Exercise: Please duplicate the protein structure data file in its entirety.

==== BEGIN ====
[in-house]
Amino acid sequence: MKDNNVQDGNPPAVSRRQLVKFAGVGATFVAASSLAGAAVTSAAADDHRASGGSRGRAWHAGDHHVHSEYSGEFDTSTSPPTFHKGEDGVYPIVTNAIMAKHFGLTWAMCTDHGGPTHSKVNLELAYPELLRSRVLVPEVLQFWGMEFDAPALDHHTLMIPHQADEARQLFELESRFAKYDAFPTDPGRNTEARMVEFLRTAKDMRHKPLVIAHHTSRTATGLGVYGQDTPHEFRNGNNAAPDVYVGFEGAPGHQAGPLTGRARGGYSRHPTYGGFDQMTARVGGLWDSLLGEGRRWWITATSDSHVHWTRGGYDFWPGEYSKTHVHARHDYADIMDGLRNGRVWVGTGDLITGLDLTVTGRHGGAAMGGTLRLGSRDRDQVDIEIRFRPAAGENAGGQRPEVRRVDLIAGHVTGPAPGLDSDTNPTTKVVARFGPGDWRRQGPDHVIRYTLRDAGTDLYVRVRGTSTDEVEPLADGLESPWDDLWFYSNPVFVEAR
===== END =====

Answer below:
[in-house]
Amino acid sequence: MKDNNVQDGNPPAVSRRQLVKFAGVGATFVAASSLAGAAVTSAAADDHRASGGSRGRAWHAGDHHVHSEYSGEFDTSTSPPTFHKGEDGVYPIVTNAIMAKHFGLTWAMCTDHGGPTHSKVNLELAYPELLRSRVLVPEVLQFWGMEFDAPALDHHTLMIPHQADEARQLFELESRFAKYDAFPTDPGRNTEARMVEFLRTAKDMRHKPLVIAHHTSRTATGLGVYGQDTPHEFRNGNNAAPDVYVGFEGAPGHQAGPLTGRARGGYSRHPTYGGFDQMTARVGGLWDSLLGEGRRWWITATSDSHVHWTRGGYDFWPGEYSKTHVHARHDYADIMDGLRNGRVWVGTGDLITGLDLTVTGRHGGAAMGGTLRLGSRDRDQVDIEIRFRPAAGENAGGQRPEVRRVDLIAGHVTGPAPGLDSDTNPTTKVVARFGPGDWRRQGPDHVIRYTLRDAGTDLYVRVRGTSTDEVEPLADGLESPWDDLWFYSNPVFVEAR